Also, Haydn: Symphony No. 88. Fritz Reiner, Chicago Symphony Orchestra. HDTT HQCD313.
Among the first conductors I remember liking on LP in the early Sixties when I started collecting classical music recordings seriously was Fritz Reiner, who in the early Fifties took over the Chicago Symphony Orchestra just a year or so before the dawn of the home-stereo revolution. He only made stereo recordings in Chicago from 1954 until just before his death in 1963, but they remain for me among the best recordings of all time. That’s why it came as a surprise to find that HDTT (High Definition Tape Transfers) had transferred to disc two recordings I didn’t even know Reiner had done, let alone had I heard, Mozart’s Symphony No. 41 and Haydn’s Symphony No. 88.
Of course, not everyone likes Reiner the way I do; he definitely falls into the special-taste category. His insistence on strict orchestral discipline and musical precision results for some listeners in performances that may sound too sterile, too controlled. Not for me. I’ve always thought he brought out the best in any score he essayed, giving it a polish and control that allowed the music itself to bloom more fully. Such is the case with these two recordings.
The more important of the two is the crowning jewel in Mozart’s symphonic output, Symphony No. 41 in C major, K. 551, “Jupiter,” Mozart’s final and longest symphony, which he wrote 1788, just three years before he died. Interestingly, scholars are unsure whether Mozart even got the chance to hear it in his lifetime, yet it remains one of the glories of the symphonic canon.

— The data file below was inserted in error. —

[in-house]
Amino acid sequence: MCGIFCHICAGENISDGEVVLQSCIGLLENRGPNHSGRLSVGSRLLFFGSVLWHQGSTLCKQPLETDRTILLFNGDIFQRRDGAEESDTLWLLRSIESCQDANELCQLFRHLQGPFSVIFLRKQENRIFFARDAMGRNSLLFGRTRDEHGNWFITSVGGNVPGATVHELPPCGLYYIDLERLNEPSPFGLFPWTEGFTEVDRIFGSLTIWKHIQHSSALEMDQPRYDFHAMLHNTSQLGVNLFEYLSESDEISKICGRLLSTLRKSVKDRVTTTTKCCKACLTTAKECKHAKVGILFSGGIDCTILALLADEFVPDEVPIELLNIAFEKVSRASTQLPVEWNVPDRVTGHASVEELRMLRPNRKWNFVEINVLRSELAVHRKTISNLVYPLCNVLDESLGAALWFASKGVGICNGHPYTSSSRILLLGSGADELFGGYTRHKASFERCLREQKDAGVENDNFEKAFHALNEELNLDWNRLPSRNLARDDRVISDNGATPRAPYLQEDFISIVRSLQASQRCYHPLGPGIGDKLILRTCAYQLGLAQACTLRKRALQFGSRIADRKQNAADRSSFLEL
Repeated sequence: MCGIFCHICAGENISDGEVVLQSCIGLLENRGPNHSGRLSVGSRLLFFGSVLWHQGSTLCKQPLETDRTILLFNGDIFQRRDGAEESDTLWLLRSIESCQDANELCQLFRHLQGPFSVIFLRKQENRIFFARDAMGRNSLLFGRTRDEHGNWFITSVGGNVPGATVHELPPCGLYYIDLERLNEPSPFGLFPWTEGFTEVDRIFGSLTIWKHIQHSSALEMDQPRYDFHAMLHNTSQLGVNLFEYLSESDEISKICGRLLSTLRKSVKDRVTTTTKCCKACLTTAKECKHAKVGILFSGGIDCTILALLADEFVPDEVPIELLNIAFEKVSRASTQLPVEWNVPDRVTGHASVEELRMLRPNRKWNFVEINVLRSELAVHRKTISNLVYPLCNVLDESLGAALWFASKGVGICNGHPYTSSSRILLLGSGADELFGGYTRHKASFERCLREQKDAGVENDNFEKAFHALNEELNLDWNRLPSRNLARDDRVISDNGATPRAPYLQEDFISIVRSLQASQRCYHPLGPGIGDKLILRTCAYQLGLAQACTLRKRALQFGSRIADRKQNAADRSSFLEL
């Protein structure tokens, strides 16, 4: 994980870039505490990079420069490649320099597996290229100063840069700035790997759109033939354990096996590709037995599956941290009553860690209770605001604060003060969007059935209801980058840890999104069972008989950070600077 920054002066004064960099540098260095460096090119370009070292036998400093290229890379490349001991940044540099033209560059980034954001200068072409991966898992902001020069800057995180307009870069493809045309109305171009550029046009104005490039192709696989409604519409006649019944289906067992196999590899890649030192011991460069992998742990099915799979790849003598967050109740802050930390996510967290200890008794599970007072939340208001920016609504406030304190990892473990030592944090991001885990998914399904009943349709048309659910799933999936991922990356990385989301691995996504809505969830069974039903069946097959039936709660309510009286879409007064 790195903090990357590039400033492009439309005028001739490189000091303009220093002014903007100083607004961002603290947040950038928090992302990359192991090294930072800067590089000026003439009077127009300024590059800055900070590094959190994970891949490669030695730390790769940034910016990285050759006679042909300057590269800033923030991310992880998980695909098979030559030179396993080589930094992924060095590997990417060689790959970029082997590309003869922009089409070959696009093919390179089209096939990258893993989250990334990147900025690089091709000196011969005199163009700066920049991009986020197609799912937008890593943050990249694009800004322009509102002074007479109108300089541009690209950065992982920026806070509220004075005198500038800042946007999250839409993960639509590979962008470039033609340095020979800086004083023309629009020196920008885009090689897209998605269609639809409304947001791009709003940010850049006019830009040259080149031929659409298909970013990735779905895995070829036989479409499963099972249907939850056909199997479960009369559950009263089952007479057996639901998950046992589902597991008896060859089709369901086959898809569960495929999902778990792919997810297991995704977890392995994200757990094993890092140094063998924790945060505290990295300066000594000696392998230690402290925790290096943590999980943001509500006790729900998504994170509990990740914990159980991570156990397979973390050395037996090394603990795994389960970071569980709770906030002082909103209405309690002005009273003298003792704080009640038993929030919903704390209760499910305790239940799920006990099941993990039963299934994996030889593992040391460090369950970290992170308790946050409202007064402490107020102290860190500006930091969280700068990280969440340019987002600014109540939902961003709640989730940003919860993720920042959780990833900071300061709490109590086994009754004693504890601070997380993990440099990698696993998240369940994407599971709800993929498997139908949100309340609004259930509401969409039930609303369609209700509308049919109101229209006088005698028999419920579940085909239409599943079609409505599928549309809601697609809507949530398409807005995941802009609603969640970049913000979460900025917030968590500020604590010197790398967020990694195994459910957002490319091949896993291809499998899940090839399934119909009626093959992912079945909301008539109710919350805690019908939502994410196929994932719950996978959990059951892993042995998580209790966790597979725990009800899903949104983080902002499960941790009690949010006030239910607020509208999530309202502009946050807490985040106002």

Understand, Reiner’s is not an interpretation one might mistake for a period-instrument or historical approach, except in one regard. Reiner practically attacks the opening Allegro vivace, putting the emphasis on the direction "vivace," as in lively or brisk. This is, indeed, lively and brisk to the point where if the Chicago players were using period instruments and there were fewer of them, it would sound like a historical performance at least in matters of tempo. However, with the full force of the ensemble behind the playing this is clearly a traditional rendering of the symphony.
And so it goes throughout the work, with Reiner carefully observing Mozart's notations and making not just a grand statement but a fully invigorating one, too. Not that all listeners are going to respond to it, however. The reading hasn't the monumental lines of Klemperer's rendition, the graceful refinement of Bohm's, the classical energy of Bernstein's, or the sheer joy of Jochum's. Instead, we get the rigidly direct phrasing for which people have come to expect from a Reiner interpretation.
Nevertheless, the Largo still sings beautifully, the Minuet still dances merrily along, and the Finale retains all the zest, spirit, and vitality one could ask for, one of the best on record. Even though this may be a go-for-the-throat reading of the "Jupiter," it's one of the most-exciting, most-thrilling, and yet most-moving "Jupiters" you'll find anywhere.